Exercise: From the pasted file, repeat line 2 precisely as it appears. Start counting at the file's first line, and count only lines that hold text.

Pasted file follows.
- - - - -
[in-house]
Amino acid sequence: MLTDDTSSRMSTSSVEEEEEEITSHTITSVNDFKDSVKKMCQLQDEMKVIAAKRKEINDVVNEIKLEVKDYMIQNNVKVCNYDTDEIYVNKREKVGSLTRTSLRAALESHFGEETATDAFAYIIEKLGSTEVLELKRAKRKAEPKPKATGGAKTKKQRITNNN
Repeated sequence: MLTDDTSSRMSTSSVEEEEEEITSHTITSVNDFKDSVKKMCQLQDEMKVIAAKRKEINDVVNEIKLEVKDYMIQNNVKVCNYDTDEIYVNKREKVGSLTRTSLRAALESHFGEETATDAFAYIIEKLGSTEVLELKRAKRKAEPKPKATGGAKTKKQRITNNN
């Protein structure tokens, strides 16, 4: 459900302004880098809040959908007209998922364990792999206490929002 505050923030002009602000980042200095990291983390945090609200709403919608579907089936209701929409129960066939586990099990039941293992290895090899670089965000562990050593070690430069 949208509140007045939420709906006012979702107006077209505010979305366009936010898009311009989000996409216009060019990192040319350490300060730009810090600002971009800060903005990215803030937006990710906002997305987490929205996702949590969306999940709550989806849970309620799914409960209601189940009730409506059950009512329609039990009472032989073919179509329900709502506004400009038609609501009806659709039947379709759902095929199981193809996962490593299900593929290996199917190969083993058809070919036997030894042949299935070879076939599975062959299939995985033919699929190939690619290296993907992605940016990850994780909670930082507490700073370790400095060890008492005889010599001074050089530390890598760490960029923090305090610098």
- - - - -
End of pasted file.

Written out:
Amino acid sequence: MLTDDTSSRMSTSSVEEEEEEITSHTITSVNDFKDSVKKMCQLQDEMKVIAAKRKEINDVVNEIKLEVKDYMIQNNVKVCNYDTDEIYVNKREKVGSLTRTSLRAALESHFGEETATDAFAYIIEKLGSTEVLELKRAKRKAEPKPKATGGAKTKKQRITNNN